TPrime Minister Boris Johnson has laid out his 'roadmap' to ease coronavirus restrictions.

One question the Prime Minister was asked was whether individuals will need to have a 'vaccine passport' to be able to travel abroad or even attend large events such as concerts and stadium matches.

A 'vaccine passport' would mean being able to prove you have had your vaccinations protecting against coronavirus.

When asked about the possibility of introducing this passport system, he said that it may be possible that to travel to certain countries you may need to prove you have had your vaccine, in the same way, some countries require proof you have had a vaccination against yellow fever or dengue fever. 

With regards with using 'Covid passports' domestically, within the UK, the Prime Minister said he would need to consult with his Government ministers.

Mr Johnson said the Government wanted to determine whether offering 'Covid status certificates' could help venues to open again and help the UK economy.

Yet he also expressed concerns that this system may become 'discriminatory'.

Earlier on in his address to the House of Commons, the Prime Minister confirmed that a study into the use of vaccine and testing certificates will be one of four reviews conducted as part of easing the current restrictions.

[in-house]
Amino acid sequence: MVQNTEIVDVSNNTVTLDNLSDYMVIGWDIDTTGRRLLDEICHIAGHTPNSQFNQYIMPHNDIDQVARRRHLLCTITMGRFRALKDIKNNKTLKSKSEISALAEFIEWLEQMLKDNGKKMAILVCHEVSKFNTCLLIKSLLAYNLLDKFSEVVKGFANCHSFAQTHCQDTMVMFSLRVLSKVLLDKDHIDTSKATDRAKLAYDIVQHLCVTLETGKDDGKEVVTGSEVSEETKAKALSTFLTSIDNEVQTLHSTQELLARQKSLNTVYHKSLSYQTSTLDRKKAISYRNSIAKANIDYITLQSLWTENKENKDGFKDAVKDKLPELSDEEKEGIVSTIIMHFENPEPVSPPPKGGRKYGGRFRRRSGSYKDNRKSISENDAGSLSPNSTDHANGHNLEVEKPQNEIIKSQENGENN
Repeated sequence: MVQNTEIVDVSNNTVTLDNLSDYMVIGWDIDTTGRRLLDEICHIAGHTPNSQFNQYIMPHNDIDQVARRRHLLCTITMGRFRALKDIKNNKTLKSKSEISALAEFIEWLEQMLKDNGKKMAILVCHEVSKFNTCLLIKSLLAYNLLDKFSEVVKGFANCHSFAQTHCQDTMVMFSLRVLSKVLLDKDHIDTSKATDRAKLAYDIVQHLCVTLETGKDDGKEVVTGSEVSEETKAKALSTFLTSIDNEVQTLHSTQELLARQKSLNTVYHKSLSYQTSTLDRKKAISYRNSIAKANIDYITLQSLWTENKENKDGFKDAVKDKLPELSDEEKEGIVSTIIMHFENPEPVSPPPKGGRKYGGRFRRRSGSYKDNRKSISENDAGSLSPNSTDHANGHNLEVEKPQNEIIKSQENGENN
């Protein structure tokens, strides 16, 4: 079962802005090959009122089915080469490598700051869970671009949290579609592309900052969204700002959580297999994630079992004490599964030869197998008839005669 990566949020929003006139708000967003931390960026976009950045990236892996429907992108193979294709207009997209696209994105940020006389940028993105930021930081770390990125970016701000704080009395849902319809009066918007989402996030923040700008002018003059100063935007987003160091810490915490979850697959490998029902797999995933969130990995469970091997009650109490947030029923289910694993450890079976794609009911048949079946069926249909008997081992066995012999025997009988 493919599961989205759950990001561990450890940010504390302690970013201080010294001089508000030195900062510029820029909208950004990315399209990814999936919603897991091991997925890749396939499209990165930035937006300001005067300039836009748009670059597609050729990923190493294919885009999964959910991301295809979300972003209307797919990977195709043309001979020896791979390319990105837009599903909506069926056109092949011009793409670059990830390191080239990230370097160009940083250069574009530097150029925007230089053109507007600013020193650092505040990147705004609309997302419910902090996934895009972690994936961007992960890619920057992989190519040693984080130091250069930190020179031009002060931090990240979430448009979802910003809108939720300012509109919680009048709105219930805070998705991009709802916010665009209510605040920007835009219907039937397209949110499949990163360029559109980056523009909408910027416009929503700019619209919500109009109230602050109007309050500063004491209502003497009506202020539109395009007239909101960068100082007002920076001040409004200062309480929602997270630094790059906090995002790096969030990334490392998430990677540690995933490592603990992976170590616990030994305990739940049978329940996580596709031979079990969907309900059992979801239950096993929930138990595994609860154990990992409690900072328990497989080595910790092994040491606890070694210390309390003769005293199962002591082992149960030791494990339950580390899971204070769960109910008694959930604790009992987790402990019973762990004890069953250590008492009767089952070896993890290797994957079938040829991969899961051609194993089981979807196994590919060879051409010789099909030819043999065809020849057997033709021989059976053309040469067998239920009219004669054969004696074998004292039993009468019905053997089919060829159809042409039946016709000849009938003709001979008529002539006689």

Outlining each review in the House of Commons, Mr Johnson said: “The third review will consider potential role of Covid status certification in helping venues to open safely.

“We are mindful of the many concerns surrounding the exclusion, discrimination and privacy.”

The four reviews, which will include looking at the current social distancing measures and how to increase international travel, are investigating matters upon which ministers do not currently feel they have enough data or information.

The findings of the vaccine passport probe are hoped to be available before stage four of the lockdown easing on June 21 is reached – the earliest date by which ministers hope all restrictions can be lifted.

If the review signs off on the use of Covid status certificates, it could mean venues or businesses could deny someone access if they cannot provide evidence that they have been vaccinated against or tested negative for coronavirus.

Officials have admitted that the review, especially into allowing those who have been vaccinated to have increased rights, poses both moral and ethical questions, as well as practical difficulties.

As well as looking at whether vaccines could enable people to return to a sense of normality, the review will also look at the viability of allowing people to show evidence of a negative test to gain access to a venue.

Campaign group Liberty warned that vaccine passports could create a 'two-tier society'.

Senior ministers have frequently appeared to dismiss the idea of introducing vaccine passports in the UK.

Nadhim Zahawi, the Government’s vaccine minister, labelled them 'discriminatory' as ministers looked to persuade the public to take up the offer of a jab without the threat of being barred from entering hospitality or other venues if they do not get inoculated against Covid-19.